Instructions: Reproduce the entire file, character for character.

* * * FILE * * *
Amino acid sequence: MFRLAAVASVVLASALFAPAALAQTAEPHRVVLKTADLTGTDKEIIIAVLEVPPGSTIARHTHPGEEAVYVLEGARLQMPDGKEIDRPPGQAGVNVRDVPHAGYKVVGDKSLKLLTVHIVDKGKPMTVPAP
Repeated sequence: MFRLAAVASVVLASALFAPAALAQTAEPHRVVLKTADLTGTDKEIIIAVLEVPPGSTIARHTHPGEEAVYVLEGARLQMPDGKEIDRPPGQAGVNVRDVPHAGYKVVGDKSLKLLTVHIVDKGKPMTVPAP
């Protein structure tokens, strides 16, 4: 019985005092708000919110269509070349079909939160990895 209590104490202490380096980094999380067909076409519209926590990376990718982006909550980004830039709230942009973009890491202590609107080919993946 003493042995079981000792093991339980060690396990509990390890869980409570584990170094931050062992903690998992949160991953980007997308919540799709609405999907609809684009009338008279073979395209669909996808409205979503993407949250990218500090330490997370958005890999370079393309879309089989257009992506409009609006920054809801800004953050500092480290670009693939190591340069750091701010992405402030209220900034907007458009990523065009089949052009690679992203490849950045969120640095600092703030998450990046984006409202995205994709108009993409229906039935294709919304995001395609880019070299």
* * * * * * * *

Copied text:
Amino acid sequence: MFRLAAVASVVLASALFAPAALAQTAEPHRVVLKTADLTGTDKEIIIAVLEVPPGSTIARHTHPGEEAVYVLEGARLQMPDGKEIDRPPGQAGVNVRDVPHAGYKVVGDKSLKLLTVHIVDKGKPMTVPAP
Repeated sequence: MFRLAAVASVVLASALFAPAALAQTAEPHRVVLKTADLTGTDKEIIIAVLEVPPGSTIARHTHPGEEAVYVLEGARLQMPDGKEIDRPPGQAGVNVRDVPHAGYKVVGDKSLKLLTVHIVDKGKPMTVPAP
């Protein structure tokens, strides 16, 4: 019985005092708000919110269509070349079909939160990895 209590104490202490380096980094999380067909076409519209926590990376990718982006909550980004830039709230942009973009890491202590609107080919993946 003493042995079981000792093991339980060690396990509990390890869980409570584990170094931050062992903690998992949160991953980007997308919540799709609405999907609809684009009338008279073979395209669909996808409205979503993407949250990218500090330490997370958005890999370079393309879309089989257009992506409009609006920054809801800004953050500092480290670009693939190591340069750091701010992405402030209220900034907007458009990523065009089949052009690679992203490849950045969120640095600092703030998450990046984006409202995205994709108009993409229906039935294709919304995001395609880019070299």